By the end of last month you should have received all of your tax documents that you’ll need to file your taxes for last year. Hopefully you’ve put them in a safe, easy to remember place (or filed your taxes early) because a lot can happen in a couple of months and if you leave them on your kitchen table or nightstand, they may get misplaced or even thrown out. To keep your personal information private and to keep all of your important documents organized and easy to find, follow these 3 key tips.

Create a Place

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The easiest way to keep your important tax documents safe and secure is to put them in a folder, drawer, or binder. Whatever method you use, make a permanent space for it in your home office, family kitchen command center, or bedroom. If you are keeping tax documents for an entire family or for personal accounts as well as your business, you may want to invest in a filing cabinet. You can find a cheap, used filing cabinet at your local thrift store and spray paint it or use tapes and fabrics to give it a makeover. After upcyling your filing cabinet, you can then use hanging files with labels and manila folders to separate and organize your tax documents into three or more piles.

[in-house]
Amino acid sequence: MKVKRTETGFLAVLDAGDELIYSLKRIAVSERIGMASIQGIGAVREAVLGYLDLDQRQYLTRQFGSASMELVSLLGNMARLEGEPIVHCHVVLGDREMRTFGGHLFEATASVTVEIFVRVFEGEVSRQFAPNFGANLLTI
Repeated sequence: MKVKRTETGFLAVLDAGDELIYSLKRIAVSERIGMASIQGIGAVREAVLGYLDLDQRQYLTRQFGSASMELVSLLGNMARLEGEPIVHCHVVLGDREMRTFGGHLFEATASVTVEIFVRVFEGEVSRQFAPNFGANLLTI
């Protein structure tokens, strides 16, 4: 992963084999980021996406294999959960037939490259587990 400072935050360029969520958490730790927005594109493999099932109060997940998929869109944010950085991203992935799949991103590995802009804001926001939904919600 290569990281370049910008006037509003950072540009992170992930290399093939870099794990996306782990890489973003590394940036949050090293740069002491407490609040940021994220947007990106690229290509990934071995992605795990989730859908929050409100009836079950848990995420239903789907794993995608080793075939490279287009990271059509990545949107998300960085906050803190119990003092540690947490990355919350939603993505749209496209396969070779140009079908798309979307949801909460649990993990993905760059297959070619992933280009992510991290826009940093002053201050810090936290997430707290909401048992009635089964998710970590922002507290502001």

The Three Pile System

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While every person’s tax situation is different, the majority of Americans will only need three separate piles or folders to keep their tax documents organized and easy to find:

  • Income: payroll stubs, W-2’s, 1099’s, etc.
  • Expenses: Tuition expenses, alimony paid, mortgage interest statements, business expenses, etc.
  • Investments: deductable investments, nondeductable investments, etc.

You may want to have sub-folders within these main folders for even more organization, but you can also simply put all of your documents into these three main piles. However, if you have dependents, are filing jointly, or own your own business, you may want to have more folders for each person or business. If you have charitable receipts or business expense receipts, you may want a separate folder for those as well. Find a method that works for you and stick with it. Eventually, it will become second nature to file away your tax documents as you receive them so you won’t have to be hunting them down when April comes around.

Know What to Keep and for How Long

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Most people will either keep all of their documents for as long as possible or shred everything as soon as they’re done with them. Unfortunately, keeping documents forever only creates clutter while throwing them out or shredding them after a year is far too soon. For tax returns, you need to keep them for about seven years to be on the safe side.

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